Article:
Jez Conolly

Monday, 16 February 2009

Dare You Delve Inside the Mind of Film Director Mark Locke?!...

…Those who have would probably say they couldn’t forget the experience, and wouldn’t want to give up the laughs for anything.

Yes, Birmingham has a secret you should definitely know about.

People who saw Locke’s acclaimed 2002 film Crust—pub landlord and failing boxer, plus girlfriend Shaz, take on the world... aided by a lethal seven-foot boxing shrimp—know the man is not afraid to be different, nor does he give a damn for humoring trends. He just wants to make good films, for the people.

While countless young film-makers spent the early ‘90s moaning about ‘breaking-in’, Locke grabbed a camera, took the film world by the balls and shook it ‘til it screamed.
In 2009, long after critics hailed Locke’s early shoestring shorts as cult-classics (including curry house nightmare, Eat In and When I Leave The Sixth Form I’m Getting Straight Into Something Media Related), the man is back with Three Stags, and he hasn’t lost his grip.

Q: Your shorts were unique—unusually touching, hilarious, and occasionally disgusting all at once. What was your attitude when you started and how has it developed since?
A: It’s more or less stayed the same, I just try to make the kind of films I’d personally like to see. Though there’s always a battle between the side of me that comes up with odd ideas and the side that tries to ground them in reality. So the material usually ends up somewhere in the middle, for example three ordinary people and an enlarged crustacean, or vampires running a garden centre.

Music videos seem to have been a natural progression from your shorts. What was the big break that made you think ‘great, no more crap jobs!’?
There wasn’t one, and there’s always a chance that a crap job might have to be an option because even with music videos - I think of them as pretty personal things and I’m not gonna chase big gigs for money if I’m not into the music. However I recently became a Dad so watch this space for my Girls Aloud video.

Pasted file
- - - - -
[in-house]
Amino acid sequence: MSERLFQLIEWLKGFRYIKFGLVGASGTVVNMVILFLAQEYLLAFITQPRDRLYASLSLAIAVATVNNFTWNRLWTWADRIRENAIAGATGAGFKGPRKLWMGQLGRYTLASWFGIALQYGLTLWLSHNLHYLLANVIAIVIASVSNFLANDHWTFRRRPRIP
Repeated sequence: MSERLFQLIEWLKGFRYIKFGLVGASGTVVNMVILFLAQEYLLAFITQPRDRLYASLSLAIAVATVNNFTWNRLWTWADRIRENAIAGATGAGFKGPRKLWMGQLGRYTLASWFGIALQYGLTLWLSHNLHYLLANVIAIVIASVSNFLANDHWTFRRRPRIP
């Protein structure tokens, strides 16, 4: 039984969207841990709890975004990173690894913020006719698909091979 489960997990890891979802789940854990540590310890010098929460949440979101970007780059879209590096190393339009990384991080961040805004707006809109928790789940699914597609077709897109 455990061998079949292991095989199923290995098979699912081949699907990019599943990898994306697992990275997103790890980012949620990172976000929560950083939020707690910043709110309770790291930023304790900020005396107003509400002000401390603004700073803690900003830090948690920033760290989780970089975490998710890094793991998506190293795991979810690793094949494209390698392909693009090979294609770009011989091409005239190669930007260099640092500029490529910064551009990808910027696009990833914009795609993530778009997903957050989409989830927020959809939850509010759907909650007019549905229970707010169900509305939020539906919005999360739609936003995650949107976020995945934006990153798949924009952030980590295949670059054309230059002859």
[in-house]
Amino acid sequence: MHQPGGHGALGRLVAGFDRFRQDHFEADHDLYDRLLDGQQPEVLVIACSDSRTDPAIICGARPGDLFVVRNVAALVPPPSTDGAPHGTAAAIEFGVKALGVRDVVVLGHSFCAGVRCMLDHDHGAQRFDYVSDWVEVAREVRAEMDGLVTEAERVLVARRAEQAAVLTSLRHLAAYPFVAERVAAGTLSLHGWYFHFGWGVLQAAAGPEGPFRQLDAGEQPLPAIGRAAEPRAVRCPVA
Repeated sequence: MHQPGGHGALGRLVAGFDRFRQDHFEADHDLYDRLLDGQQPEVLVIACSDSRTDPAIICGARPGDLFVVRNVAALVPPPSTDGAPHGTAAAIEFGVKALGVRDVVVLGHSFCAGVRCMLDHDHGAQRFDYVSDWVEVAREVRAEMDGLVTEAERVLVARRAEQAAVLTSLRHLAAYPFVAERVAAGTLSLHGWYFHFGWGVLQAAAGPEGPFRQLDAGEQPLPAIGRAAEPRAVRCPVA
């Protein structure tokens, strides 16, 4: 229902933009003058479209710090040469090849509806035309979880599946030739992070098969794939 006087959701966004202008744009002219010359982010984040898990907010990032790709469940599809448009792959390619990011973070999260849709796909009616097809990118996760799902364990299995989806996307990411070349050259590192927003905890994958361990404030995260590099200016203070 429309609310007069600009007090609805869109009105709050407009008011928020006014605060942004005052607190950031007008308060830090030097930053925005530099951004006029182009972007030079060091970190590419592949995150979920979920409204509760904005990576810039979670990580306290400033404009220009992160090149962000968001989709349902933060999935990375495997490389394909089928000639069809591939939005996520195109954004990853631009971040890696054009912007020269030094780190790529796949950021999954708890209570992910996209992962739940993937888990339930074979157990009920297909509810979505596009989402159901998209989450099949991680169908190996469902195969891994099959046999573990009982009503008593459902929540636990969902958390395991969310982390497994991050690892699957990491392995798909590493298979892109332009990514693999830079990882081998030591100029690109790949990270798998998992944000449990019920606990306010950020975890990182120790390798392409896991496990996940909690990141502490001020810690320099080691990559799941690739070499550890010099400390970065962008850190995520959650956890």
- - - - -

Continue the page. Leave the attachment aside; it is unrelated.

People may say ‘Mark who…Locke?’, even though you’ve just finished two new Misty’s Big Adventure videos and before that directed infamous anti-folk hero Jeffrey Lewis’s Williamsburg Will Oldham Horror. Where have you been since 2002’s Crust?
Crust sent me into a bit of a spin 'cos the final thing didn’t totally feel like my movie. I’m still proud I had the balls to try it as a first feature but the vibe of it is a bit Full Monty with big shrimp whereas I was after more of a Jim Jarmusch film with big shrimp kinda feel. So I was in no rush to make another three million quid movie and I was also enjoying doing music videos for bands I loved for a while. But I kept writing new stuff and eventually stuck my head above the parapet to get something made, just on a lower budget and on my own terms, like my shorts.

How did you get to know Kevin McNally (of both Crust and Pirates of the Caribbean fame)?
He came in and he was great. He’s a great guy. He had his Pirates beard at our premiere as he was just off to do the first one, and he snogged my next door neighbour Jill with it.

You’re known universally for comedy. What other M.L. media projects people might not be aware of?
I recently did an UNKLE video, which surprised a few people—but it had the required moodiness and just won a best music video award, so I’m allowed to call it my award-winning UNKLE video now. Plus my two new Misty’s videos aren’t comedy either, in fact you might even get choked up over them if you’re in any way sensitive.

You begin shooting Three Stags this summer. What can fans of your previous work expect? How will the world react to the second-feature coming of Mark Locke... is it ready for the shake down?